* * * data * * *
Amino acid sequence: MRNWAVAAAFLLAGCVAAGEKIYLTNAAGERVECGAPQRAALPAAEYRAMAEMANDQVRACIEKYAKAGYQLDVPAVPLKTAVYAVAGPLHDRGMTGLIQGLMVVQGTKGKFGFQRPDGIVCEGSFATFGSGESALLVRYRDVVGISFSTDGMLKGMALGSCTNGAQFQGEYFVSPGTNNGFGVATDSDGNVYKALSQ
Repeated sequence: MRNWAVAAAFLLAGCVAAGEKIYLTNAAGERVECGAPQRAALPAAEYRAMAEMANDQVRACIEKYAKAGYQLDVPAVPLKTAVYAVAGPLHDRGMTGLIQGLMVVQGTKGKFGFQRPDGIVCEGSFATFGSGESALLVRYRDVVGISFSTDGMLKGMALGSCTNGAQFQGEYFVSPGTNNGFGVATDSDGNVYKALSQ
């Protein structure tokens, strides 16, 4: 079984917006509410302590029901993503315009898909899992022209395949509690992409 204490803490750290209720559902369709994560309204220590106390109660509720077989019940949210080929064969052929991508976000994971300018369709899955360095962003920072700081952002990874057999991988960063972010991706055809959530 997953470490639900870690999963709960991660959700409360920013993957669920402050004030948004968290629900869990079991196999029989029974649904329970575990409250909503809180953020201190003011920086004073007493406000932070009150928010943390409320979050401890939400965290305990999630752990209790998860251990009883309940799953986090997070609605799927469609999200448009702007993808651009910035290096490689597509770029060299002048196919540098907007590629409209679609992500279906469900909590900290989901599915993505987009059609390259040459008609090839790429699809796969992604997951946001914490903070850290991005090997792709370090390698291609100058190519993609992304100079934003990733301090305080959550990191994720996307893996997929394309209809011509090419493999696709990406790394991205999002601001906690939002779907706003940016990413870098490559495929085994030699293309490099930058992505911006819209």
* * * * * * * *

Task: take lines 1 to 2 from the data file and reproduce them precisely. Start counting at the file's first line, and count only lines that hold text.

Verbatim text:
Amino acid sequence: MRNWAVAAAFLLAGCVAAGEKIYLTNAAGERVECGAPQRAALPAAEYRAMAEMANDQVRACIEKYAKAGYQLDVPAVPLKTAVYAVAGPLHDRGMTGLIQGLMVVQGTKGKFGFQRPDGIVCEGSFATFGSGESALLVRYRDVVGISFSTDGMLKGMALGSCTNGAQFQGEYFVSPGTNNGFGVATDSDGNVYKALSQ
Repeated sequence: MRNWAVAAAFLLAGCVAAGEKIYLTNAAGERVECGAPQRAALPAAEYRAMAEMANDQVRACIEKYAKAGYQLDVPAVPLKTAVYAVAGPLHDRGMTGLIQGLMVVQGTKGKFGFQRPDGIVCEGSFATFGSGESALLVRYRDVVGISFSTDGMLKGMALGSCTNGAQFQGEYFVSPGTNNGFGVATDSDGNVYKALSQ